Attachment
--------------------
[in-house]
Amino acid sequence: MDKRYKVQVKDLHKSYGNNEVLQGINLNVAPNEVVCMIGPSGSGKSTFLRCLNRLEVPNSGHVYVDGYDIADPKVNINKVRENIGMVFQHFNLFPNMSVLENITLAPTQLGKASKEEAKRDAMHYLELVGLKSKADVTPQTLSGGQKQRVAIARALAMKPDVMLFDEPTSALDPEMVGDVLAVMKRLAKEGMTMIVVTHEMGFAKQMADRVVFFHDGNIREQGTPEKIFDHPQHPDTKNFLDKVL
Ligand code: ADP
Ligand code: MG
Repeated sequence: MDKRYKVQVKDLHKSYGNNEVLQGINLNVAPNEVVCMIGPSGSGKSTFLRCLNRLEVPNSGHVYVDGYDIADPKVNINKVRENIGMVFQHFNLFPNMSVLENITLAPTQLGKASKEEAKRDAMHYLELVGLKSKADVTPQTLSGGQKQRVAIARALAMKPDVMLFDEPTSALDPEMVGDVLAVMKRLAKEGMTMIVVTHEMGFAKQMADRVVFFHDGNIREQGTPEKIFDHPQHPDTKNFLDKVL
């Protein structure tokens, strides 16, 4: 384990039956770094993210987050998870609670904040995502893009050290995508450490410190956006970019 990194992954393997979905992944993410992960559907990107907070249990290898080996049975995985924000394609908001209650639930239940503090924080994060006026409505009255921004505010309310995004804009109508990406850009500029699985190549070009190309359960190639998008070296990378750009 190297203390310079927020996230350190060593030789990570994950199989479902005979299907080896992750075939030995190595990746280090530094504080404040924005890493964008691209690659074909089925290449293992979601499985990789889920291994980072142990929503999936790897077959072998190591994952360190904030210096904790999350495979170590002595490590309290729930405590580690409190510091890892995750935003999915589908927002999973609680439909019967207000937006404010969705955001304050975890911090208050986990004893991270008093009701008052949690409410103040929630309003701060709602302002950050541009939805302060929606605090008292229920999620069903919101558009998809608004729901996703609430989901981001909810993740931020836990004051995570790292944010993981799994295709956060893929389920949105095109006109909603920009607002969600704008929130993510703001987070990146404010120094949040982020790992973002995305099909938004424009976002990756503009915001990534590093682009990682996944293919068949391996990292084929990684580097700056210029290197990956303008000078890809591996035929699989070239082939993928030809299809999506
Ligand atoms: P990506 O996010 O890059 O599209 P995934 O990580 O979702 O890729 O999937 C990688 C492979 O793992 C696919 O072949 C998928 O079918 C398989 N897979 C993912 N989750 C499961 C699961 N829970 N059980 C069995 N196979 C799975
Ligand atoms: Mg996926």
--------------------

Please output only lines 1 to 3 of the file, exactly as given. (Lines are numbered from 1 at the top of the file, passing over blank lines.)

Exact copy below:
[in-house]
Amino acid sequence: MDKRYKVQVKDLHKSYGNNEVLQGINLNVAPNEVVCMIGPSGSGKSTFLRCLNRLEVPNSGHVYVDGYDIADPKVNINKVRENIGMVFQHFNLFPNMSVLENITLAPTQLGKASKEEAKRDAMHYLELVGLKSKADVTPQTLSGGQKQRVAIARALAMKPDVMLFDEPTSALDPEMVGDVLAVMKRLAKEGMTMIVVTHEMGFAKQMADRVVFFHDGNIREQGTPEKIFDHPQHPDTKNFLDKVL
Ligand code: ADP